One of the first Christmas functions I attended last year was the function organised by The Institute of Managers and Leaders (IML) AustraliaNewZealand. The organization is dedicated to setting the gold standard for management and leadership competence and excellence. It was held the day before my 79th birthday. Three of Jim Mein, David Hayes and myself were sitting around a table agreeing that we probably collectively lifted the average age of the attendees by 10 years. One of us then asked what is the difference between managers and leaders?
This provoked an interesting discussion. The two roles are often used interchangeably, but they involve distinct sets of skills and responsibilities. Managers are primarily concerned with planning, organizing, and coordinating, while leaders focus on inspiring, motivating, and driving change.
Managers are responsible for ensuring that the day-to-day operations of an organization run smoothly. They typically have a more formal authority and are tasked with achieving specific goals and objectives. On the other hand, leaders are visionaries who set the direction for the organization and inspire others to follow that vision.
In a nutshell, managers are focused on processes and procedures while leaders focus on people.
Since then I have been browsing around the internet reading various articles about the difference.
I thought this article Leadership Vs. Management by Dr. Santarvis N. Brown in the July 22, 2022 edition of Digital First Magazine is insightful particularly the opening paragraph. According to the author a leader is anyone who has the interest of a company in mind. A manager is someone who leads a specific area or department.
This interview What I’ve Learned: Michael Useem is worth hearing, in particular for the historical context of how leadership training has developed over the past 50 years.
The hot topic now in Leadership is how will it be affected by Generative AI. So, using Perplexity I asked what had I written on Leadership.
It replied “Chris Golis, a scholar of effective leadership and emotional intelligence, has emphasized the practical side of leadership and emotional intelligence in his work. His lessons on leadership focus on practical emotional intelligence for leaders and managers, the ability to solve complex problems, make decisions, and ethical leadership. Golis has written several books and e-books on emotional intelligence, emphasizing the practical side of EQ. Additionally, he has shared insights on career success, which may also encompass leadership lessons.”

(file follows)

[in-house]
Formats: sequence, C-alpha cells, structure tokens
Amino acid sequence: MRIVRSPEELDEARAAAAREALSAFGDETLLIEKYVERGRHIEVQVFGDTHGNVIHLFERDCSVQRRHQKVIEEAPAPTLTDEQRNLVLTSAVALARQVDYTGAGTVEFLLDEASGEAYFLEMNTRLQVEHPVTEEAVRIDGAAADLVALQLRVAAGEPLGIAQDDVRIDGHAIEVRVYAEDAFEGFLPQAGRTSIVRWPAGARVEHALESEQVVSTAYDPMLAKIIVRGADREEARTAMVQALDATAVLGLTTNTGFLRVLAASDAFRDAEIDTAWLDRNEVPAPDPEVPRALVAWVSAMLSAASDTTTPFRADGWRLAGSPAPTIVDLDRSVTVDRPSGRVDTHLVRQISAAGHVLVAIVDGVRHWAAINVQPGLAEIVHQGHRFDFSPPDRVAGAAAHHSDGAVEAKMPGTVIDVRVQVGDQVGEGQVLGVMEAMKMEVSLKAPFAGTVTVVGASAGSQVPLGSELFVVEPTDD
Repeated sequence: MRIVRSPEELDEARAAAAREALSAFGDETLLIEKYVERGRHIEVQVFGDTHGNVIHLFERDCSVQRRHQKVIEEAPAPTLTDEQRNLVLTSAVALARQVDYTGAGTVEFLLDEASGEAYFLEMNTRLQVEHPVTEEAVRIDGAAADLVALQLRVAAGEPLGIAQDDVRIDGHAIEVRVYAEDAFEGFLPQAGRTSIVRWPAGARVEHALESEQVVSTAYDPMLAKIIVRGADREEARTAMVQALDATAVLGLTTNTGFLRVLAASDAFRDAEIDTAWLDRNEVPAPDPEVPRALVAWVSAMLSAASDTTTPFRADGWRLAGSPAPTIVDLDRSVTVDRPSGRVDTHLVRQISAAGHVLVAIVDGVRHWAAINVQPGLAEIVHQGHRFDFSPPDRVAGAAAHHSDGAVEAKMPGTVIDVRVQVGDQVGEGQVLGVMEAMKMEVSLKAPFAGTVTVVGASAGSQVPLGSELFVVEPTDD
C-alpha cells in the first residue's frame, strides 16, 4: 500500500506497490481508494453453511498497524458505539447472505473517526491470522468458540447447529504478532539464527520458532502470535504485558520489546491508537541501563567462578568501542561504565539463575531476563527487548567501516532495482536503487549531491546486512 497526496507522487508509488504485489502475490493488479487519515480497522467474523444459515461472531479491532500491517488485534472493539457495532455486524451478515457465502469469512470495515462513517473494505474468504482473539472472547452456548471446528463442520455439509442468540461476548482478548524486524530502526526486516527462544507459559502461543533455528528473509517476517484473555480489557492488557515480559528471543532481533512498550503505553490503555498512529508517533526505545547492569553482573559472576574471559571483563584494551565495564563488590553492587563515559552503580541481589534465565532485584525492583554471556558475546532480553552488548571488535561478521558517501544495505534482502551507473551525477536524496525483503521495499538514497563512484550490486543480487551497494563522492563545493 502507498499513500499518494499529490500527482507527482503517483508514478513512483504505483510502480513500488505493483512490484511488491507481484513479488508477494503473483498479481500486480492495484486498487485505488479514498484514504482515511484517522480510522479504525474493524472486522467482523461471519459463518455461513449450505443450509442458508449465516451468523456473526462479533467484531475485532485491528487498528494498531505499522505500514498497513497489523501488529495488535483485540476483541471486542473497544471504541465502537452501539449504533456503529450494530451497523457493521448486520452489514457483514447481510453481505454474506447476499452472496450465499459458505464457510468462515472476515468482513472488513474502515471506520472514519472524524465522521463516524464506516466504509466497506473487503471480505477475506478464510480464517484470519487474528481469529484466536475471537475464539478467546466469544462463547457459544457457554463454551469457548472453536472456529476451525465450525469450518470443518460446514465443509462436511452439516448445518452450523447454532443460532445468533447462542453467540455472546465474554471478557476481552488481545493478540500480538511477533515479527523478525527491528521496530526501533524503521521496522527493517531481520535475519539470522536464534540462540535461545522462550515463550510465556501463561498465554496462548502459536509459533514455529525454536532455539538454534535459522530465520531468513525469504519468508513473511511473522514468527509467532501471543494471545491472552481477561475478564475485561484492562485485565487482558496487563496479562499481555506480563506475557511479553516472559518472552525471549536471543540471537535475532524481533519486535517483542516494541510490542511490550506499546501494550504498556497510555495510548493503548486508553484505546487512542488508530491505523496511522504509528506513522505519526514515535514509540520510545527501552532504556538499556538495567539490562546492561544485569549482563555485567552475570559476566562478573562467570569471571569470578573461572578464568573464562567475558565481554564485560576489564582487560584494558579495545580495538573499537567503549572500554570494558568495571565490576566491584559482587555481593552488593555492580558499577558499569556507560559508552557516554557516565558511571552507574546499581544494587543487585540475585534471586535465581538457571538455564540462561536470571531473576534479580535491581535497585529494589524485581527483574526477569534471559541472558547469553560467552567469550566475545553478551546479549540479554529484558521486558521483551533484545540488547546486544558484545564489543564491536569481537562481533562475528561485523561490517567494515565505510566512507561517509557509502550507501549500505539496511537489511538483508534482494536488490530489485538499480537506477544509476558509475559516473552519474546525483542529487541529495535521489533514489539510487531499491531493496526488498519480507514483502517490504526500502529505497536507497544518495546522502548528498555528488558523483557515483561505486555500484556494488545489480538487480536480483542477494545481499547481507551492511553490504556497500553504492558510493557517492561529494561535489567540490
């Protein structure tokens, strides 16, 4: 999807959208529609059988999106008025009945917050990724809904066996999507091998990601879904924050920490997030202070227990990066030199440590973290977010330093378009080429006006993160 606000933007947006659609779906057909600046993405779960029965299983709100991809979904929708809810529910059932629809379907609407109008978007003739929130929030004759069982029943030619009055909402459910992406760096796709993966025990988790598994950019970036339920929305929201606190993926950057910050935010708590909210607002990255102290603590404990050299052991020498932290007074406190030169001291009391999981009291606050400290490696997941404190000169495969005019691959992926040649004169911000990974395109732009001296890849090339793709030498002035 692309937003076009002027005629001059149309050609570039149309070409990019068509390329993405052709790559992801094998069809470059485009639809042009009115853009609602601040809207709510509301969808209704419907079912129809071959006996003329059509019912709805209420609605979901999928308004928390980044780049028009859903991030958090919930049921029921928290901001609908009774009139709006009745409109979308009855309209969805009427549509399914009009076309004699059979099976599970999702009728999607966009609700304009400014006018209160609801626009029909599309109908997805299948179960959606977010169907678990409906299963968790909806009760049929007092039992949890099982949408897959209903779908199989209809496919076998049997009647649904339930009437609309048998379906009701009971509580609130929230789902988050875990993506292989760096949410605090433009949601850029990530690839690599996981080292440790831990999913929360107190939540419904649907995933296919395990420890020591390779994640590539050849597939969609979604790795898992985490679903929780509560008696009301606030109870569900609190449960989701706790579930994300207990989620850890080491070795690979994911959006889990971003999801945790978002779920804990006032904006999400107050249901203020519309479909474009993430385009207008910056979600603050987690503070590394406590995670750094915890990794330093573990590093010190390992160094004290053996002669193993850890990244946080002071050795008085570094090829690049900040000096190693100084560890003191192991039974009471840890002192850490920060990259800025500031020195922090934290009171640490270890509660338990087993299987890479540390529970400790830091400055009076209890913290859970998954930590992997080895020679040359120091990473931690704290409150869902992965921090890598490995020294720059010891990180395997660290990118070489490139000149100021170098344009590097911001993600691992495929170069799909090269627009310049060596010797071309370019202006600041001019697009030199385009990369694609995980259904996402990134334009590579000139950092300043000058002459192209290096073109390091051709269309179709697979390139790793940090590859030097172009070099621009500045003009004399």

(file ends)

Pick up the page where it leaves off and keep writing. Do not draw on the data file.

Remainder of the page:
As one of its sources it mentioned this blog A Tale of Two Leadership Gurus I wrote seven years ago. The final paragraph is probably still my most important leadership lesson.
“Pfeffer contends that the secret of developing leadership is not to focus on traits but instead heed successful leadership lessons. Here is what he suggests:
- Relentlessly focus on building your power base using flattery when necessary.
- Embrace moral ambiguity, frequently the end will justify the means. Accept that the world is full of imperfect people and ambiguous choices.
- Eschew popularity contests. To get along you do not need to go along. Leadership is not about winning popularity contests or being the most beloved person in a social organization. The monomaniacal focus and energy so useful (if not essential) in bringing great ideas to life are not always pleasant for those in close proximity.
- When the situation demands change—adapt. Great leaders are flexible and if it is required by a situation, and will behave in usefully inauthentic ways.
- Master the science of influence using Robert Cialdini’s Influence: Science and Practice as a primer.
The people who can do these five things well will have a lot of the GoGetterl/Huster component in their temperament. I would add one item to Pfeffer’s list which is to learn a people profiling system which is temperament based such as the 7MTF/Humm-Wadsworth. Leadership is about people and if you have a practical profiling system you will dramatically improve your leadership potential.”
This blog was first posted on LinkedIn on 28 January 2024
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